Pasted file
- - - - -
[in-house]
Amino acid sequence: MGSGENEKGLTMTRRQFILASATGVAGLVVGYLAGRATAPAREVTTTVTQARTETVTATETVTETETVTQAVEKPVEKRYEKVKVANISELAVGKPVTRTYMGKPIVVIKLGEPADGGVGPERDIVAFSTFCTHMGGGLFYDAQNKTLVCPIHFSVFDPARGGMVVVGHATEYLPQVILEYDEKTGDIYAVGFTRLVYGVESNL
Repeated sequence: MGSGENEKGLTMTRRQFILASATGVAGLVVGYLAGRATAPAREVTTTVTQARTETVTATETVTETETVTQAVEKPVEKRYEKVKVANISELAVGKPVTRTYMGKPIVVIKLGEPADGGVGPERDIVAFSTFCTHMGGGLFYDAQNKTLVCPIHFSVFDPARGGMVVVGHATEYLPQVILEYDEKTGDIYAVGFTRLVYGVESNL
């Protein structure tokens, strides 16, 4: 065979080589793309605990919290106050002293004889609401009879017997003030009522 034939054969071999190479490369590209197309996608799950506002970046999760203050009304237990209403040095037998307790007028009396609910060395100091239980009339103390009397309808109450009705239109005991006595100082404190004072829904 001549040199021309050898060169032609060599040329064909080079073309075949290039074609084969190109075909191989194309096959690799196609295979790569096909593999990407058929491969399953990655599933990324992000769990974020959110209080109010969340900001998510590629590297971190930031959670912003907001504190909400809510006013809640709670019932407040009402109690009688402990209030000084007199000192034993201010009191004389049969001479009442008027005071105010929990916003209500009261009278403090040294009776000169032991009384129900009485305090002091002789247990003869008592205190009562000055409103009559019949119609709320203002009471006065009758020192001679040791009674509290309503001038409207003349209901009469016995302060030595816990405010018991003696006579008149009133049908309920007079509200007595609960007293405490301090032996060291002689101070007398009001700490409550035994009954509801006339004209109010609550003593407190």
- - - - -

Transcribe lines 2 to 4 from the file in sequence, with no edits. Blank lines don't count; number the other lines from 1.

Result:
Amino acid sequence: MGSGENEKGLTMTRRQFILASATGVAGLVVGYLAGRATAPAREVTTTVTQARTETVTATETVTETETVTQAVEKPVEKRYEKVKVANISELAVGKPVTRTYMGKPIVVIKLGEPADGGVGPERDIVAFSTFCTHMGGGLFYDAQNKTLVCPIHFSVFDPARGGMVVVGHATEYLPQVILEYDEKTGDIYAVGFTRLVYGVESNL
Repeated sequence: MGSGENEKGLTMTRRQFILASATGVAGLVVGYLAGRATAPAREVTTTVTQARTETVTATETVTETETVTQAVEKPVEKRYEKVKVANISELAVGKPVTRTYMGKPIVVIKLGEPADGGVGPERDIVAFSTFCTHMGGGLFYDAQNKTLVCPIHFSVFDPARGGMVVVGHATEYLPQVILEYDEKTGDIYAVGFTRLVYGVESNL
């Protein structure tokens, strides 16, 4: 065979080589793309605990919290106050002293004889609401009879017997003030009522 034939054969071999190479490369590209197309996608799950506002970046999760203050009304237990209403040095037998307790007028009396609910060395100091239980009339103390009397309808109450009705239109005991006595100082404190004072829904 001549040199021309050898060169032609060599040329064909080079073309075949290039074609084969190109075909191989194309096959690799196609295979790569096909593999990407058929491969399953990655599933990324992000769990974020959110209080109010969340900001998510590629590297971190930031959670912003907001504190909400809510006013809640709670019932407040009402109690009688402990209030000084007199000192034993201010009191004389049969001479009442008027005071105010929990916003209500009261009278403090040294009776000169032991009384129900009485305090002091002789247990003869008592205190009562000055409103009559019949119609709320203002009471006065009758020192001679040791009674509290309503001038409207003349209901009469016995302060030595816990405010018991003696006579008149009133049908309920007079509200007595609960007293405490301090032996060291002689101070007398009001700490409550035994009954509801006339004209109010609550003593407190």